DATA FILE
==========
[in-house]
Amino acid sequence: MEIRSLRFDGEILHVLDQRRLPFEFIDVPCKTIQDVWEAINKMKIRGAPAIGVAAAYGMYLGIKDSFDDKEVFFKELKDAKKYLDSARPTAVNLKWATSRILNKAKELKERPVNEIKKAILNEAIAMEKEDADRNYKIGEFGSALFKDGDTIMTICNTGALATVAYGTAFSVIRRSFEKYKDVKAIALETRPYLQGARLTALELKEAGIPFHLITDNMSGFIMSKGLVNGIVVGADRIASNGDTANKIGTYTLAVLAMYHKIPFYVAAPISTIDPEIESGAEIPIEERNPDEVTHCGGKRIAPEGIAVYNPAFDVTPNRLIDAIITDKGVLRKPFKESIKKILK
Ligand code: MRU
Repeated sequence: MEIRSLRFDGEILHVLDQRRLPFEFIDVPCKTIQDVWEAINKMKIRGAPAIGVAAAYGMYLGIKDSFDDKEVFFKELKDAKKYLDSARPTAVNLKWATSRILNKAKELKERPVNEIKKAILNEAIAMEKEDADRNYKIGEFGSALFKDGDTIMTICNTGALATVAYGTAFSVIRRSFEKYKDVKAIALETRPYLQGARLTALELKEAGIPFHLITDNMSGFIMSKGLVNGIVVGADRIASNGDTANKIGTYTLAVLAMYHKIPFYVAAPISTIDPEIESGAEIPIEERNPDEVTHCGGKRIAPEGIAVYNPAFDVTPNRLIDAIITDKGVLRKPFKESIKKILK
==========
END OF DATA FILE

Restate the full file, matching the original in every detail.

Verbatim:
[in-house]
Amino acid sequence: MEIRSLRFDGEILHVLDQRRLPFEFIDVPCKTIQDVWEAINKMKIRGAPAIGVAAAYGMYLGIKDSFDDKEVFFKELKDAKKYLDSARPTAVNLKWATSRILNKAKELKERPVNEIKKAILNEAIAMEKEDADRNYKIGEFGSALFKDGDTIMTICNTGALATVAYGTAFSVIRRSFEKYKDVKAIALETRPYLQGARLTALELKEAGIPFHLITDNMSGFIMSKGLVNGIVVGADRIASNGDTANKIGTYTLAVLAMYHKIPFYVAAPISTIDPEIESGAEIPIEERNPDEVTHCGGKRIAPEGIAVYNPAFDVTPNRLIDAIITDKGVLRKPFKESIKKILK
Ligand code: MRU
Repeated sequence: MEIRSLRFDGEILHVLDQRRLPFEFIDVPCKTIQDVWEAINKMKIRGAPAIGVAAAYGMYLGIKDSFDDKEVFFKELKDAKKYLDSARPTAVNLKWATSRILNKAKELKERPVNEIKKAILNEAIAMEKEDADRNYKIGEFGSALFKDGDTIMTICNTGALATVAYGTAFSVIRRSFEKYKDVKAIALETRPYLQGARLTALELKEAGIPFHLITDNMSGFIMSKGLVNGIVVGADRIASNGDTANKIGTYTLAVLAMYHKIPFYVAAPISTIDPEIESGAEIPIEERNPDEVTHCGGKRIAPEGIAVYNPAFDVTPNRLIDAIITDKGVLRKPFKESIKKILK